Taiwan is the undisputed boba capital of the world: Here, the midday caffeine hit is a boba break, not a coffee run, and a shoulder-slung boba cupholder is the must-have accessory. Over the last several decades, these bracing cups of sweet, creamy, chewy refreshment — which are also called “bubble tea” and “pearl milk tea” — have become a go-to beverage throughout not just Taiwan, but also all over Asia, North America, and Europe.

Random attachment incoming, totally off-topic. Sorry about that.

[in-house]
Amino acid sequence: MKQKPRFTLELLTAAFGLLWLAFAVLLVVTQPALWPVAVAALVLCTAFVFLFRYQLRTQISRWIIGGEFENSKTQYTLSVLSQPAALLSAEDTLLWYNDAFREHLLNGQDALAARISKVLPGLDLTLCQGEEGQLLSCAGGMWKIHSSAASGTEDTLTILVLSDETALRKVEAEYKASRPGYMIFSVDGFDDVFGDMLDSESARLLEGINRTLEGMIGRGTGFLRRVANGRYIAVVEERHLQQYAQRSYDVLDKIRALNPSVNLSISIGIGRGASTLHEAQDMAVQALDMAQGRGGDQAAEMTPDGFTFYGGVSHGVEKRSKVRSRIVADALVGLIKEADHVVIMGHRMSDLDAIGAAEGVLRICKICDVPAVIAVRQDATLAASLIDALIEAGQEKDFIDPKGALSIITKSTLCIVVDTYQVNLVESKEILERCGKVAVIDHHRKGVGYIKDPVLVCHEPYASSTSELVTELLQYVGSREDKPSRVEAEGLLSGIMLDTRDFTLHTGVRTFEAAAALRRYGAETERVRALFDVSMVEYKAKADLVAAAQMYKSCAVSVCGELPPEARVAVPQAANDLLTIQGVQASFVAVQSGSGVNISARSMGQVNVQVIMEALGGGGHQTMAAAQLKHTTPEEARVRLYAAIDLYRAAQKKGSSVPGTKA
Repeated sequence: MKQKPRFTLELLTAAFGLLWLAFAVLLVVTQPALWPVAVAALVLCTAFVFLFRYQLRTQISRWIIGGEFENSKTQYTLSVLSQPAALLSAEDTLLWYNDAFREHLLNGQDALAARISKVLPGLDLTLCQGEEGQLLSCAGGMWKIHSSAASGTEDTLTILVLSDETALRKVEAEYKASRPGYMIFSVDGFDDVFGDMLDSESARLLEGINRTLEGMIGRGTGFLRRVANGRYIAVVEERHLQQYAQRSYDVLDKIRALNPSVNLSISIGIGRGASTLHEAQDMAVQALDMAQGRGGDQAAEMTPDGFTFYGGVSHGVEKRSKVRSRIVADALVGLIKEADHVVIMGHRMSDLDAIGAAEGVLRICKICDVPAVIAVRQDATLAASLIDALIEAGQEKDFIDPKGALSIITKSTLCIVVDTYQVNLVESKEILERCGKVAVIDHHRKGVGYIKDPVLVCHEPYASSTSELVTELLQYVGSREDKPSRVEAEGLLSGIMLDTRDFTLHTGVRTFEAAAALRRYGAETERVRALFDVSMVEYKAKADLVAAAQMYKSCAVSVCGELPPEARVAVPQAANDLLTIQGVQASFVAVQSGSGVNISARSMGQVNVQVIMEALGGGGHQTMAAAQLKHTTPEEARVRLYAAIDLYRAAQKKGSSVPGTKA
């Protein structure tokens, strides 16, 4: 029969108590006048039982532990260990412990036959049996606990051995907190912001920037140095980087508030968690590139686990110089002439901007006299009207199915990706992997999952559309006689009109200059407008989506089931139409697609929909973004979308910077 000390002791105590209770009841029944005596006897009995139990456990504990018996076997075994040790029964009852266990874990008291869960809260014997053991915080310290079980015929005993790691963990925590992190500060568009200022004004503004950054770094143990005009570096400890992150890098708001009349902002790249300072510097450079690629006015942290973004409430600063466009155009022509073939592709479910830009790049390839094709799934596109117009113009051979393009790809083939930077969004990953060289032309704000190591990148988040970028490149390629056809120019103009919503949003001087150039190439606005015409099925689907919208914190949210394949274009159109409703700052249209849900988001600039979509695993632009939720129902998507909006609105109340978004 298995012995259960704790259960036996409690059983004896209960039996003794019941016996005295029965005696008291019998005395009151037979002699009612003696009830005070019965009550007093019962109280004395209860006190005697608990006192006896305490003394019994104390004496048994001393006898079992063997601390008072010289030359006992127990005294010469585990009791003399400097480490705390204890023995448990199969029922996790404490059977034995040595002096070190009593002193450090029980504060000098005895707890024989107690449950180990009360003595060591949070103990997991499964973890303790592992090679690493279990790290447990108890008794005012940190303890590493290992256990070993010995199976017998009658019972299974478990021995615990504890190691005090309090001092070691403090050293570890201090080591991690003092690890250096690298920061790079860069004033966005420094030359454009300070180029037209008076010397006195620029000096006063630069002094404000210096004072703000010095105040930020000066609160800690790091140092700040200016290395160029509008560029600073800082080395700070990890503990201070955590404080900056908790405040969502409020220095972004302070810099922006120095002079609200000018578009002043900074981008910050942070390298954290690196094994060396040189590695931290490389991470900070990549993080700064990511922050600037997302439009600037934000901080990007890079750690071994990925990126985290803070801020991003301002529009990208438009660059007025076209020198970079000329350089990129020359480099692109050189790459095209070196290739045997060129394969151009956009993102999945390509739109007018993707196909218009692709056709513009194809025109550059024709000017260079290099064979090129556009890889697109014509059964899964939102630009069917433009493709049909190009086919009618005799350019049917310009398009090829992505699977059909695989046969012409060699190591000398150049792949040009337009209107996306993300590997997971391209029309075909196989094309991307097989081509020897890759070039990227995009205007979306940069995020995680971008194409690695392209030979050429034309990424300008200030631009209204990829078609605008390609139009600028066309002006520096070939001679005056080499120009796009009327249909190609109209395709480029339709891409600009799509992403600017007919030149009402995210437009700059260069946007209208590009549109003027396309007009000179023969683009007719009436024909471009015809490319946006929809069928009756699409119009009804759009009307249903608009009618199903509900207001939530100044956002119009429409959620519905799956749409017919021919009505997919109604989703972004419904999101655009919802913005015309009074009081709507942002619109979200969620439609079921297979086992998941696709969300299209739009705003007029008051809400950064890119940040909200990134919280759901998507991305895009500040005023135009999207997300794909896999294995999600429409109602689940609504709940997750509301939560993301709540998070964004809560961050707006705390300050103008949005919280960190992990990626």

The word “boba” can refer to either a broad category of chunky drinks — including everything from iced tea with tapioca pearls to fresh juice loaded with fruity bits — or black tapioca pearls themselves. Boba tea, bubble tea, and pearl milk tea — in Taiwan, henzhu naicha (珍珠奶茶) — are essentially different names for the same thing; the monikers differ by location, but also personal preference. (In the U.S., the East Coast favors bubble tea, while the West prefers boba.) Whatever you call it, in its most basic form, the drink consists of black tea, milk, ice, and chewy tapioca pearls, all shaken together like a martini and served with that famously fat straw to accommodate the marbles of tapioca that cluster at the bottom of the cup.